AirNav RadarBox

How it works

AirNav Radarbox is a "virtual radar" system. The aerial receives Mode-S and ADS-B (Automatic Dependent Surveillance - Broadcast) signals transmitted by aircraft. The signals have an unobstructed range of about 200 miles. The RadarBox decodes them and sends the data via the USB cable to your computer. Software on the computer displays the aircraft's identity, registration, owner etc., and keeps a log of all aircraft received.

Most aircraft transmit a Flight ID and this is used to display the airline's logo and its route. Where the aircraft also transmits ADS-B signals, RadarBox displays their exact position on the map. The full screen display looks like this:

The aircraft you will see in RadarBox include all larger modern airliners and an increasing number of business aircraft and light planes, along with many military aircraft, police helicopters, etc. However, of these, it's generally the large airliners and bizjets that broadcast ADS-B, and so appear on the map.

In the screenshot above, it's the planes with a blue globe towards the left that appear on the map. We know the others, like the C-5 and the pol12:48 08/12/2019ice helicopter, are around, but we don't know their position. The list can be sorted in any order, and you can apply filters to see just the aircraft that you want, for example just of one airline, or heading for just one particular airport.

When you buy RadarBox you get the box itself, plus an indoor aerial and the USB cable to connect the box to your computer. That combination will keep you going for ever. Automatic downloads of the aircraft photos and data are also free for life. If you want to expand the capabilities of the basic setup, there are several combinations of software and subscriptions available.

The RadarBox Network

The network allows RadarBox users around the world to share the aircraft they receive with other users. Only data from aircraft which are transmitting their position is shared. Incoming data is delayed by 5 minutes and updated every 30 seconds. You get a free 1-year subscription to this network when you buy the RadarBox. After the first year, there is an annual subscription.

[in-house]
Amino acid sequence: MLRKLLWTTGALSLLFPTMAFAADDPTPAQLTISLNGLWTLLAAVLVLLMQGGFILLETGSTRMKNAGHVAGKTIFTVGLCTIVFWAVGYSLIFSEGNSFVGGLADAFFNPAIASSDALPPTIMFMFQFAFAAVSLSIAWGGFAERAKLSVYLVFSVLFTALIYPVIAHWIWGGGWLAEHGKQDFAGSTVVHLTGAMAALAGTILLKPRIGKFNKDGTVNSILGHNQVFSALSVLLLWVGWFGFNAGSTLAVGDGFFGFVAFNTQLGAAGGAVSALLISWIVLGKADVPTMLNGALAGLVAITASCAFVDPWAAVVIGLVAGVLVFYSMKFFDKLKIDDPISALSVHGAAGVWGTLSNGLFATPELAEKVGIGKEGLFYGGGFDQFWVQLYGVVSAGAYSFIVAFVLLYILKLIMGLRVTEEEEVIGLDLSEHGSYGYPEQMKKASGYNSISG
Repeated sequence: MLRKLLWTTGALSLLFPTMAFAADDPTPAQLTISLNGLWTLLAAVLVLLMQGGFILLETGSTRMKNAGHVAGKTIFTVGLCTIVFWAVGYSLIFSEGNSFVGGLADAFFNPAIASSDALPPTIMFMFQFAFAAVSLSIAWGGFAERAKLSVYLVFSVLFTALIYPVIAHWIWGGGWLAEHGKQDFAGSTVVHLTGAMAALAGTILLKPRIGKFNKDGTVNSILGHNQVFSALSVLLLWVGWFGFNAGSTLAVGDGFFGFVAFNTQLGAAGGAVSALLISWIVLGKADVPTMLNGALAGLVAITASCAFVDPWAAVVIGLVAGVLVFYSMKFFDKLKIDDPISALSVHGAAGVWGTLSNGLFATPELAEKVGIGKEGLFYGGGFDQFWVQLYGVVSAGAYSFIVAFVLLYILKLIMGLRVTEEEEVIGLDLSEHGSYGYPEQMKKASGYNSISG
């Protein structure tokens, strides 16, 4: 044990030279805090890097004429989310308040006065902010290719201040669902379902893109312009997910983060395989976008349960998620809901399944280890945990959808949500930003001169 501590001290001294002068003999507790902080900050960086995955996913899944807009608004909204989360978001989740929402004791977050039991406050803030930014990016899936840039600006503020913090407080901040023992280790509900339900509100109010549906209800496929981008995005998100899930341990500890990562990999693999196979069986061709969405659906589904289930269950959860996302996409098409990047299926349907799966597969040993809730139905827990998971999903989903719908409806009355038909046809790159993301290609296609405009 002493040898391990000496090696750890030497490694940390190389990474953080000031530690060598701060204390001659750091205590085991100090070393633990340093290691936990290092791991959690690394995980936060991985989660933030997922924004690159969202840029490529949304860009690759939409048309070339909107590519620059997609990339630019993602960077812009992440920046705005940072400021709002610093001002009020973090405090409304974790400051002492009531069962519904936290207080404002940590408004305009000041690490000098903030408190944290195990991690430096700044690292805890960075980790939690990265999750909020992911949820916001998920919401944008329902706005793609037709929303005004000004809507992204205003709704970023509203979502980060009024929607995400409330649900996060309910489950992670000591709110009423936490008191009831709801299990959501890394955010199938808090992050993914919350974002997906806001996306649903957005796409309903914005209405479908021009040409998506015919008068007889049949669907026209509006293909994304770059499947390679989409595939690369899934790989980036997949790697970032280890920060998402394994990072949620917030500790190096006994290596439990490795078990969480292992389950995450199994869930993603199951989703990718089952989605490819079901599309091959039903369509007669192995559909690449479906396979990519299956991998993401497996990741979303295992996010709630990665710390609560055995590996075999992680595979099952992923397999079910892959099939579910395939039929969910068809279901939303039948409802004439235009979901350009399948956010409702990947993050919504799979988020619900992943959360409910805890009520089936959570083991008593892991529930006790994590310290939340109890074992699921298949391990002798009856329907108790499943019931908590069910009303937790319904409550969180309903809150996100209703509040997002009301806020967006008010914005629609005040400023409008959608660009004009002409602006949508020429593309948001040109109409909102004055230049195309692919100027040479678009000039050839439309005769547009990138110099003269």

Alternatively you can subscribe to the real-time network, which costs more, where the data has no delay - you are seeing live info, updated every 20 seconds. This is great to have, and particularly useful if your live view is obstructed and there are other users around you who can fill the gaps.

Internet Connection

The normal software works perfectly well without an internet connection, but to download data and photos, and to share with and receive the network, you need an internet connection.


AirNav provide excellent support both by their normal ticketing system, and through the RadarBox Forum, where users, potential users, and the AirNav support and development teams are available and happy to provide help and advice. AirNav have developed the software - I've been using it for over eight years, and there have been five major software releases over that time, plus significant upgrades to the network.

Many enthusiastic users provide updates to the system. An expert team updates the database of aircraft and routes - a huge task that keeps the RadarBox database more up-to-date than any other, probably. Operator logos are also constantly updated, and the resources for airport outlines and aircraft photo-silhouettes are constantly being expanded.


The aircraft transmissions are line-of-sight - meaning that they don't go through walls or hills, so many users install an external antenna, usually on their roof, to get the best coverage. I use one, without a pre-amplifier, and get great results, but I do live on top of a hill, which helps a lot.

Why not just use an online service like RadarBox24 or Flightradar24?

Those are great, but here are some features that you get with RadarBox that the onlines can't give you:
  • The MyLog feature which records all the aircraft your box receives for later reference and reports
  • Seeing military and general aviation aircraft, most of which are blocked by some online serivces
  • Independence - you've got your own box and wherever you are, you don't need other people to feed you local data
  • Customisation of the screen display: map styles, colour schemes, airport outlines, screen layout, etc...
  • More independence - the ability to operate without an internet connection
  • Liveness - no internet delay for fights that your box receives
  • Smugness - knowing that without people like you sharing their data, the online services couldn't exist!

Health & Safety

It is important to realise that the AirNav RadarBox is extremely addictive. Once you have installed it, you are in danger of forgetting all about friends, family, going to bed, going to work, eating and personal hygiene. Trying to draw a balance between RadarBox and real life takes a great deal of determination. I'm working on it...

To see the live air traffic that I'm picking up, click this link: